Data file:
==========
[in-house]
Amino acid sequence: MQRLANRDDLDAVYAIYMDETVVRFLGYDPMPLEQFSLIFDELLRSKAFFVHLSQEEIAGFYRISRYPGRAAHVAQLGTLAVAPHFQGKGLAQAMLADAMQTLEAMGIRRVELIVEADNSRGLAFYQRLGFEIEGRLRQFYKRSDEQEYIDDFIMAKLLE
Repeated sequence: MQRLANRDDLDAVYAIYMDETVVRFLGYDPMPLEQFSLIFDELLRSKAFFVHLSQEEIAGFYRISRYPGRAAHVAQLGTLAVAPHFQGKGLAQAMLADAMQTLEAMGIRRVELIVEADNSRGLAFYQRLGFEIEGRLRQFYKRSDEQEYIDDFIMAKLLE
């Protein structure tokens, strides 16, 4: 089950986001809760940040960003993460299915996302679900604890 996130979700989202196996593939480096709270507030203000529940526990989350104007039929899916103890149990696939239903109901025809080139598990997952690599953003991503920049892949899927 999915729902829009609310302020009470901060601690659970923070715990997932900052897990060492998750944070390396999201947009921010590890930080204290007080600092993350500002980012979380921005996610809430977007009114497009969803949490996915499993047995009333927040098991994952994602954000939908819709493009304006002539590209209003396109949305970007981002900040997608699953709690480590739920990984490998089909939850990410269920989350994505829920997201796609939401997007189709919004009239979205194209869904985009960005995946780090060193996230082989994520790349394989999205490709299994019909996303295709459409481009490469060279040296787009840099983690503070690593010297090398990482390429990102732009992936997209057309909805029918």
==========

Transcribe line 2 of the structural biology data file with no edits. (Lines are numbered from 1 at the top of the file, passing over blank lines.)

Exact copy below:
Amino acid sequence: MQRLANRDDLDAVYAIYMDETVVRFLGYDPMPLEQFSLIFDELLRSKAFFVHLSQEEIAGFYRISRYPGRAAHVAQLGTLAVAPHFQGKGLAQAMLADAMQTLEAMGIRRVELIVEADNSRGLAFYQRLGFEIEGRLRQFYKRSDEQEYIDDFIMAKLLE